A Method for Intertemporal Functional-Domain Connectivity Analysis: Application to Schizophrenia Reveals Distorted Directional Information Flow

IEEE Trans Biomed Eng. 2016 Dec;63(12):2525-2539. doi: 10.1109/TBME.2016.2600637. Epub 2016 Aug 16.

Abstract

We introduce a method for analyzing dynamically changing functional magnetic resonance imaging (fMRI) network connectivity estimates as they vary within and between broad functional domains. The method captures evidence of intertemporal directionality in cross joint functional-domain influence and extends standard whole-brain dynamic network connectivity approaches into additional functionally meaningful dimensions by evaluating transition probabilities between clustered intradomain and interdomain connectivity patterns. Results: In applying this method to a large (N = 314) multisite resting-state fMRI dataset balanced between schizophrenia patients and healthy controls, we find evidence of joint functional domains that are global catalyzers, broadly shaping downstream functional relationships throughout the brain. Multiple interesting differences between patients and controls in both time-varying joint functional-domain connectivity patterns and in cross joint functional-domain intertemporal information flow were identified. Conclusion and Significance: Our proposed approach, thus, unifies the concepts of brain connectivity and interdomain connectivity and provides a powerful new way to evaluate functional connectivity data in the context of both the healthy and diseased brain.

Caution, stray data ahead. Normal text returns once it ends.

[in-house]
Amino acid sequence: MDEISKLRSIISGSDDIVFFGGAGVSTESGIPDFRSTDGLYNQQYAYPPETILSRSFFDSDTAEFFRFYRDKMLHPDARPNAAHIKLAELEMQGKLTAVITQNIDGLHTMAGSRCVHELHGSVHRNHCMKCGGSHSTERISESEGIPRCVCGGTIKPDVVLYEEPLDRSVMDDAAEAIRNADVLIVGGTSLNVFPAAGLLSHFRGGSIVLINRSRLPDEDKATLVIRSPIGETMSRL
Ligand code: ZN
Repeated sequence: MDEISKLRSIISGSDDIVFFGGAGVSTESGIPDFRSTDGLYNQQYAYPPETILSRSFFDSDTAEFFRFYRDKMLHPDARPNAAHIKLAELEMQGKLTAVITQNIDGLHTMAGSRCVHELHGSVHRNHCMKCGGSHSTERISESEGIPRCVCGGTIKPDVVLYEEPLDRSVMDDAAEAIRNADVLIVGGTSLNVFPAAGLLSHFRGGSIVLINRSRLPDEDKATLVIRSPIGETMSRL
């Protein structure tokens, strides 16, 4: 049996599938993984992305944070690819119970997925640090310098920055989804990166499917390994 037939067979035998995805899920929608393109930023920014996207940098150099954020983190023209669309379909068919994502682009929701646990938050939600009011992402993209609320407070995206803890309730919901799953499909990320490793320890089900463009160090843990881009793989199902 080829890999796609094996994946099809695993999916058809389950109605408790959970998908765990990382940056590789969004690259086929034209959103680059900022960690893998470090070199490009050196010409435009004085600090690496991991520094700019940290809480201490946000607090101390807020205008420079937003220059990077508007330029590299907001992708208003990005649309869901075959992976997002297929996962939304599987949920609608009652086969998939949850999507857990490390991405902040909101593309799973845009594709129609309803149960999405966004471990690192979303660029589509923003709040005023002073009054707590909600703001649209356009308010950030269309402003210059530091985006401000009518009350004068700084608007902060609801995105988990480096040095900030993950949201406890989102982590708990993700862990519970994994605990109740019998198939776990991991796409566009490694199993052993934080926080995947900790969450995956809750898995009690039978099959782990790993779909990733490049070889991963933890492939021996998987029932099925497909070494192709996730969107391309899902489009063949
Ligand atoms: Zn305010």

Publication types

  • Research Support, U.S. Gov't, Non-P.H.S.
  • Research Support, N.I.H., Extramural

MeSH terms

  • Adolescent
  • Adult
  • Female
  • Humans
  • Image Processing, Computer-Assisted / methods*
  • Magnetic Resonance Imaging / methods*
  • Male
  • Middle Aged
  • Nerve Net / physiopathology*
  • Schizophrenia / physiopathology*
  • Signal Processing, Computer-Assisted
  • Young Adult